One issue with the term 'food addiction' is that people can't survive without food, and it's impossible to become addicted to something fundamental to survival.
Nonetheless, Miller said the effects of compulsive eating should not be dismissed.
"I would never minimize that a person can feel addicted to food based on obsessively thinking about food and struggling with intense compulsions to eat and feeling little control over those compulsions," she said.
Yes, the research is still in its infancy, but a growing body of scientific evidence indicates that ultra-processed foods, specifically, can generate changes in the brain that look very similar to those of people addicted to substances or gambling, according to Anne Marie O'Melia, M.D., a Denver-based psychiatrist and the chief medical officer and chief clinical officer at Eating Recovery Center.
"We have some rodent-based research that supports the concept that frequent or intermittent exposure to foods high in sugar or fats can develop into food consumption patterns that look a lot like a drug addiction both behaviorally and neurochemically," she said.
There have been studies on humans demonstrating the harmful effects of an overreliance on ultra-processed foods, including chemical dependence, O'Melia added.
An April 2018 article published in the journal Nutrients explored the term food addiction, particularly in relation to high-sugar and ultra-processed foods. The study suggested many shared symptoms between food addiction and other addictions, including:
- Neurological changes
- Control issues
- Social impairment
- Risky use
Another review published in February 2021 indicated ultra-processed foods are more addictive than others, with study authors drawing a parallel with substance use disorders. Several other studies and reviews have produced similar results.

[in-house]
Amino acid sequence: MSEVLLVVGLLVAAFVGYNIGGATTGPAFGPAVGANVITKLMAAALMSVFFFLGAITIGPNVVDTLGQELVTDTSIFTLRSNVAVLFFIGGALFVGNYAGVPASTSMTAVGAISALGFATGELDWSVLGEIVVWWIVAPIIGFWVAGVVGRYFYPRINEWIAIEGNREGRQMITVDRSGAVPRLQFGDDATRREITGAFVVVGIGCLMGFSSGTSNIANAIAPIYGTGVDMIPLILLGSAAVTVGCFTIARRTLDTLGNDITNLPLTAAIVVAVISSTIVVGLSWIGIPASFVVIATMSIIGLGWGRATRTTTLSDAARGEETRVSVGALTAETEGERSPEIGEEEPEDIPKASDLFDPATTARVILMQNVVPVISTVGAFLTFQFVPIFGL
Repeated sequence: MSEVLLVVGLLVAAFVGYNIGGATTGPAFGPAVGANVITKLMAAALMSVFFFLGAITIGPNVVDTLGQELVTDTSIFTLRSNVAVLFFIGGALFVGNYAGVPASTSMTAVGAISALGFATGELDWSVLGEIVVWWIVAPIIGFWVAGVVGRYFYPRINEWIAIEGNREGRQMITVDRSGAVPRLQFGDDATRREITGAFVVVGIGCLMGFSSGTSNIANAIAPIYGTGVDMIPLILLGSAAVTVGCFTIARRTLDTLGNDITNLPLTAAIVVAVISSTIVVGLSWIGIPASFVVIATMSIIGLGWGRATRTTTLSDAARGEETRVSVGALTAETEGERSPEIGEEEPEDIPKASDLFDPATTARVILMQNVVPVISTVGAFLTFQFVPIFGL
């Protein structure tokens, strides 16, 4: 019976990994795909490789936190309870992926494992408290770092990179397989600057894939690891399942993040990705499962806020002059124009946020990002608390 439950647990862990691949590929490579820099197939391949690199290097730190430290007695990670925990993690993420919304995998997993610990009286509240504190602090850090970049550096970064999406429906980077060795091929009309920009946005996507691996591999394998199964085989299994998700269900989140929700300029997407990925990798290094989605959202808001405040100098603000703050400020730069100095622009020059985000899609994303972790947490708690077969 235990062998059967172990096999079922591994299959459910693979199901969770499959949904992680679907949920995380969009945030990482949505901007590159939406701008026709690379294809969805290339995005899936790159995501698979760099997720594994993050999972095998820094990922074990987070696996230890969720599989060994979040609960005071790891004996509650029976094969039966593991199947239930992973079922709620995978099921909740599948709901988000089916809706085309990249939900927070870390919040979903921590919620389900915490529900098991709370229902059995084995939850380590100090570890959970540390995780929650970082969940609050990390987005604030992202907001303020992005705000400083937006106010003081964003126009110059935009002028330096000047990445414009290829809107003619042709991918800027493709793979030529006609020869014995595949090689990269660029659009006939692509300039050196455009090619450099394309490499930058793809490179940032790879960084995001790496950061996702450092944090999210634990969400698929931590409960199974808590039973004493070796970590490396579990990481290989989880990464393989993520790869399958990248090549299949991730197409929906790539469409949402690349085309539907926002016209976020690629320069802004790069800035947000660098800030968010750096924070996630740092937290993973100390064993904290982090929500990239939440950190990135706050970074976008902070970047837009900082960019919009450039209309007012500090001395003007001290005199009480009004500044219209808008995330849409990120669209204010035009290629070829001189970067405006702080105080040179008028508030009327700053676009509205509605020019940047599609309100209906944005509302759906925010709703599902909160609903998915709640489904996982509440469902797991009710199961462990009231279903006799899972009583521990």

"People do not develop addictions to broccoli or homemade chicken soup," O'Melia said. "But they do sometimes describe feeling unable to control their pizza, soda or candy intake."
Consuming copious amounts of highly processed foods with a certain intake pattern may instigate changes in the brain's reward pathways similar to ones that occur in the development of substance addiction, she said. This includes fewer dopamine receptors and diminished activity in the inhibitory control centers.
As of now, gambling disorder is the only behavioral addiction listed in the DSM-5. If food addiction were included in future editions, it's uncertain whether it would be classified as a behavioral or chemical dependence disorder. However, there is growing evidence that ultra-processed food addiction (UPFA) is likely related to binge-type eating disorders and related weight gain and metabolic issues.
Food addiction vs. substance use disorder
"One issue with the term 'food addiction' as it compares with substance use disorder is that people can't survive without food, and it's impossible to become addicted to something fundamental to survival," said Becky Mehr, M.S., R.D.N., the director of outpatient nutrition at the Renfrew Center, an eating disorder treatment clinic with locations located around the Southeast.
By contrast, it is possible to live without substances.
Additionally, Miller said some of the hallmarks of substance addiction are atypical for food addiction, such as dose tolerance or withdrawals.
More importantly, the term addiction denotes severe substance use disorder, O'Melia said. Some people with substance use disorders—and their loved ones—feel "food addiction" makes light of their experience.
"I have worked with people addicted to substances who take issue with the term food addiction because they feel what they go through cannot be compared to someone who has difficulty controlling their eating," Miller said. "The physiological symptoms they experience when needing a fix or going through withdrawals are different than what 'food addicts' experience. There is acute physical suffering for people addicted to substances that is not experienced with food addiction."